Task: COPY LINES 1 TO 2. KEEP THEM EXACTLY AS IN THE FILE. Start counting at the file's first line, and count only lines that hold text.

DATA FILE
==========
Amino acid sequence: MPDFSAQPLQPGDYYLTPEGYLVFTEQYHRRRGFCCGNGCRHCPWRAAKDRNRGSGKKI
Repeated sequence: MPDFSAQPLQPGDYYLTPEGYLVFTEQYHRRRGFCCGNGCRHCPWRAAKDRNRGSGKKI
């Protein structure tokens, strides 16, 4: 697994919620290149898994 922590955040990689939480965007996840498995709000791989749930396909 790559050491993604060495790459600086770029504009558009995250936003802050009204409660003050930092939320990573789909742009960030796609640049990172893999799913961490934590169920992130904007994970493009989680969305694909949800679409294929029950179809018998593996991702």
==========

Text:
Amino acid sequence: MPDFSAQPLQPGDYYLTPEGYLVFTEQYHRRRGFCCGNGCRHCPWRAAKDRNRGSGKKI
Repeated sequence: MPDFSAQPLQPGDYYLTPEGYLVFTEQYHRRRGFCCGNGCRHCPWRAAKDRNRGSGKKI